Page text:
am-i-a-bad-parent

Every parent at some point has asked the question, “Am I a bad parent?” You’re not alone if you’re thinking about questions like this:

  • Am I doing this right?
  • What am I doing wrong?
  • Why don’t I have enough (time, money, energy) to do this?
  • Do I have what it takes to parent my child?
  • How have I let their behavior get this far?
  • Am I ruining their life, education and future?

Questioning yourself as a parent can be a GOOD thing! (But be careful!)

When we became parents, we dreamed of our child’s future—what type of schools they would attend, the activities that they would participate in, and the friends they would have. Never in that dream did we consider a “global pandemicor multiple years of listening closesly to CDC guidelines and upheaving our routines time after time again. Let alone how it would affect school, interaction with friends, and our family.

But you deserve Reset Button for yourself and your family. You don’t have to camp out with fear and guilt. But it does require some introspection:

  • As a family, what are our priorities?
  • What can I control and what can I not control?
  • When it comes to my children, what type of relationship do I want?
  • What does my child need from me as their parent?

Accept that you did the best that you could.

You’ve made it through years of uncharted territory, so don’t be too hard on yourself. Instead, make it a learning opportunity. Have a family meeting and have a conversation with your children to see how they are doing. Take the emotional temperature of your family. Learn, then let yourself off the hook.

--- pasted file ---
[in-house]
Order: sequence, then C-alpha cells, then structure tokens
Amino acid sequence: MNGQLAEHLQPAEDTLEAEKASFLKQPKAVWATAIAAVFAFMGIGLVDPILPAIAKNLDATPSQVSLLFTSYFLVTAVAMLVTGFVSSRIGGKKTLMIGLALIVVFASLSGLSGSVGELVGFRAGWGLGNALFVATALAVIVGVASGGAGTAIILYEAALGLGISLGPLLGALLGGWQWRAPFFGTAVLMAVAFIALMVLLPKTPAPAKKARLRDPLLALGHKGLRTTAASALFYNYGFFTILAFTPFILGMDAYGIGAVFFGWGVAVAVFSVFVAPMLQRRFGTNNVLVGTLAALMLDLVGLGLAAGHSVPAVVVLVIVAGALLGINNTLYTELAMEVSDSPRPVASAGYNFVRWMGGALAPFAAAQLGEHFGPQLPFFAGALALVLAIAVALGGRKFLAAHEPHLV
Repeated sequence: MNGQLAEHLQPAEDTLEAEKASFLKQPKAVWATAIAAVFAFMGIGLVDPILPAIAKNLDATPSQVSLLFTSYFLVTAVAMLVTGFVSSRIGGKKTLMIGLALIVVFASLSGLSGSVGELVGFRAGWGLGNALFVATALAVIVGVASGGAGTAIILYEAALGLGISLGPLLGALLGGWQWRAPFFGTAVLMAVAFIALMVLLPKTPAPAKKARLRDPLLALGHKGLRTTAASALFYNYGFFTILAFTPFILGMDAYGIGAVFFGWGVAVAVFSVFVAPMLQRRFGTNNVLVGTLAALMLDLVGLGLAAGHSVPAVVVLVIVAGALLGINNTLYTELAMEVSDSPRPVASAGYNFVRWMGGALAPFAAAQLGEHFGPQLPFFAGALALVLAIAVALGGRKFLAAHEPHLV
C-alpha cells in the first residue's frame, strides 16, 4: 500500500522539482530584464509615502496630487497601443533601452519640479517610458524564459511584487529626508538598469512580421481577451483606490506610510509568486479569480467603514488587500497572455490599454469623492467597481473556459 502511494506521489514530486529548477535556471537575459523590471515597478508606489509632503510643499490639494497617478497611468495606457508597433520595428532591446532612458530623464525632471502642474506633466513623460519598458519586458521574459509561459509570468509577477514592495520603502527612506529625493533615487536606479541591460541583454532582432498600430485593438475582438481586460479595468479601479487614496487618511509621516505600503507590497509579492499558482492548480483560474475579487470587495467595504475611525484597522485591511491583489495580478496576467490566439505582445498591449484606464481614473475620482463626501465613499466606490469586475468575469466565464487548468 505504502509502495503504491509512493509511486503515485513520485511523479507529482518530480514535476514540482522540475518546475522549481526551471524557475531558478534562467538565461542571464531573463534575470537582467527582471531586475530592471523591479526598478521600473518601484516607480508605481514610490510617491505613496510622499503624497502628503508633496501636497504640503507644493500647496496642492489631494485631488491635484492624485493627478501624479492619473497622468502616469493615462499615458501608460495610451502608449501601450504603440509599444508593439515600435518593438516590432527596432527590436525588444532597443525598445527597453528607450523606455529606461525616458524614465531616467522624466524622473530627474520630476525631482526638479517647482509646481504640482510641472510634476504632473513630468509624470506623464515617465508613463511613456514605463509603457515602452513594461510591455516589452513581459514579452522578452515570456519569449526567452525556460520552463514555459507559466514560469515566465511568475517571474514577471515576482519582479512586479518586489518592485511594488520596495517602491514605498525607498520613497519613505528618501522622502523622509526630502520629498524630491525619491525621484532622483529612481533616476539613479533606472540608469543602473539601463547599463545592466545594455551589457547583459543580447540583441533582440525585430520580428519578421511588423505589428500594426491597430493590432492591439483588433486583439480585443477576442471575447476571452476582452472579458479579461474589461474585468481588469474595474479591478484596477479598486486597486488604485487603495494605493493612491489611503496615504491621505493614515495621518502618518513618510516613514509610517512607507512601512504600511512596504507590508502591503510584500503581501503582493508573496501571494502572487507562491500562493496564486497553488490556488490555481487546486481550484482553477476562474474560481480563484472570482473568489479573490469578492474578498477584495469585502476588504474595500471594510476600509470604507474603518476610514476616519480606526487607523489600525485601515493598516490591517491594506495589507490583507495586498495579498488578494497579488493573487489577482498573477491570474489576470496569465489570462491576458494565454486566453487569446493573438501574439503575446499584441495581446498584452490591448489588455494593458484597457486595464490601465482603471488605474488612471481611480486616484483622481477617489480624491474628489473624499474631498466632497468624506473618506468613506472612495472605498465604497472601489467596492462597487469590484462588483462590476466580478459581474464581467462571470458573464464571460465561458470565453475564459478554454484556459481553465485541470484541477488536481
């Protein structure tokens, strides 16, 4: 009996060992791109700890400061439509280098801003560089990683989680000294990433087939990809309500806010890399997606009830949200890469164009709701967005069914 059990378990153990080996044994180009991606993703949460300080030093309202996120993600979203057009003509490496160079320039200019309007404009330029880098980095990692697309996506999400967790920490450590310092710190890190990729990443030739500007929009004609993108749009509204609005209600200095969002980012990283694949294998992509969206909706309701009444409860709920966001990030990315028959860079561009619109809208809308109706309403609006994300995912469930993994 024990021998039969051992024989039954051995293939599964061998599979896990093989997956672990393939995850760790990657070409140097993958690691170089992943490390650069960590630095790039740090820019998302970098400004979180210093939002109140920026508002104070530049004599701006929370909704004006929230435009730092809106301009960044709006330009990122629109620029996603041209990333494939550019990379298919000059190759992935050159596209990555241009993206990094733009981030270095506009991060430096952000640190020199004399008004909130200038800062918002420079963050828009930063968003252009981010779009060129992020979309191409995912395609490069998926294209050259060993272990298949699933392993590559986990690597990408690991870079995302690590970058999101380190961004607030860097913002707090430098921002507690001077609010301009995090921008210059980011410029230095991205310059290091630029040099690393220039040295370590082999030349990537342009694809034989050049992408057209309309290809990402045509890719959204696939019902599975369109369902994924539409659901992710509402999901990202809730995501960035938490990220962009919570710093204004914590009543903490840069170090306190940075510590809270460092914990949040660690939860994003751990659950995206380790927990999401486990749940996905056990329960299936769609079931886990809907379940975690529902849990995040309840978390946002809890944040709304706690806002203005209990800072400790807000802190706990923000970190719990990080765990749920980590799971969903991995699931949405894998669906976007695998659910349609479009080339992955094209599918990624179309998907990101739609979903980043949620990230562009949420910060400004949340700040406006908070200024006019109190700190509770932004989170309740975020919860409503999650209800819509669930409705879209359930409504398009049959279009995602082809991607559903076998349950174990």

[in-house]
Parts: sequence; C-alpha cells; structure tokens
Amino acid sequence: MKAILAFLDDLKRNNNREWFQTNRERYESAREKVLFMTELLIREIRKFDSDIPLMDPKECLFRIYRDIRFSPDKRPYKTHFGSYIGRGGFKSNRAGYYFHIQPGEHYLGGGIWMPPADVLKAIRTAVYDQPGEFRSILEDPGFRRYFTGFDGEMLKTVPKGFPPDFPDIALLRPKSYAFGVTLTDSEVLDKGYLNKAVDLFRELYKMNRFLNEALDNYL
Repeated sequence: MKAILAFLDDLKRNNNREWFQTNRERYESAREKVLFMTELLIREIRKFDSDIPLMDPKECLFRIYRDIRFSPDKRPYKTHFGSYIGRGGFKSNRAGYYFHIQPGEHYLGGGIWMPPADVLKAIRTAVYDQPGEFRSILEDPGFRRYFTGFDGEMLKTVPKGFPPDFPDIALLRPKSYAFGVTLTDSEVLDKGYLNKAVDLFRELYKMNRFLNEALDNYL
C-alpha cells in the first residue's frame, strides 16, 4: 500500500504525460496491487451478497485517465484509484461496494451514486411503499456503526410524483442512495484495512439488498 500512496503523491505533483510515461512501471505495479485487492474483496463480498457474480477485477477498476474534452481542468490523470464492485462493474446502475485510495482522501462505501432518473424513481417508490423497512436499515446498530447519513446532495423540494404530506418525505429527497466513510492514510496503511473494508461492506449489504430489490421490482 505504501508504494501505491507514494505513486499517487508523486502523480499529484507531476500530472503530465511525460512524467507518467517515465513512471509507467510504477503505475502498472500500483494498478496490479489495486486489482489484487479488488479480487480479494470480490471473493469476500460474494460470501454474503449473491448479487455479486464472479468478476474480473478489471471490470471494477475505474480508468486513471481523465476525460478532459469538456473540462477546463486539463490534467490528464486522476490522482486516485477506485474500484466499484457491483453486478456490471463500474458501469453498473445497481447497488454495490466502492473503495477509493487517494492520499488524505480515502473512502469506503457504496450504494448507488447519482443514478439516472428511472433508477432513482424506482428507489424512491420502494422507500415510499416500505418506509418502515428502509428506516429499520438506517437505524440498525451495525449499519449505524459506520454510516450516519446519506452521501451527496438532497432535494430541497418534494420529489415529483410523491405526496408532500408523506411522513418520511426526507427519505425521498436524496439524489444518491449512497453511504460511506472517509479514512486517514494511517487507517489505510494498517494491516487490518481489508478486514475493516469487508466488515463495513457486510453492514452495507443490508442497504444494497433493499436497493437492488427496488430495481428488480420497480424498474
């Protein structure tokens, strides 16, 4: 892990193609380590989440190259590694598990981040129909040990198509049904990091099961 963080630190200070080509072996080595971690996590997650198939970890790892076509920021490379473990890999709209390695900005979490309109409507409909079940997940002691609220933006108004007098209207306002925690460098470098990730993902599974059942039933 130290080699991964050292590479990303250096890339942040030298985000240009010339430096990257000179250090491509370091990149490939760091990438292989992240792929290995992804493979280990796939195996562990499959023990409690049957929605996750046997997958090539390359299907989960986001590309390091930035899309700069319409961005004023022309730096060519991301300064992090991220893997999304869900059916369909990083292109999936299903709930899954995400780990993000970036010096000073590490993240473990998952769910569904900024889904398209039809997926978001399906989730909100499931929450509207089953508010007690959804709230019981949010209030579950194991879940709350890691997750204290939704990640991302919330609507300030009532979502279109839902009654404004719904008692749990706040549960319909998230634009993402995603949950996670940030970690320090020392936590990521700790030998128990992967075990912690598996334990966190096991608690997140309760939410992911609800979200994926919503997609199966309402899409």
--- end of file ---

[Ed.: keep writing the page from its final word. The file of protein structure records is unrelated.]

Recognize that there will always be transitions.

Take some time to process how you have changed as a parent and what you may want to change going forward.

From Guilt to Action

Asking yourself these questions can move you from feeling guilty to taking action:

  • Am I confusing being a good parent with being a perfect parent?
  • Am I taking care of me to be the best version of myself?
  • Is the issue really exhaustion from work, virtual schooling and parenting?
  • What are the lessons that I can teach my children during this time?
  • Am I the parent that my child needs me to be during this time?

Asking yourself these questions can help you learn from this time:

  • What have I learned from and about my kids?
  • How has my family benefitted from this time?
  • What has been a struggle for us?
  • How will we as a family be different by this time next year?
  • How will I parent differently moving forward?

It’s always good to be trying to improve as a parent, but it is easy to fall into the perfection trap and end up sitting in feelings of fear and guilt. Instead, choose to see the potential for growth.

Image from Pexels.com

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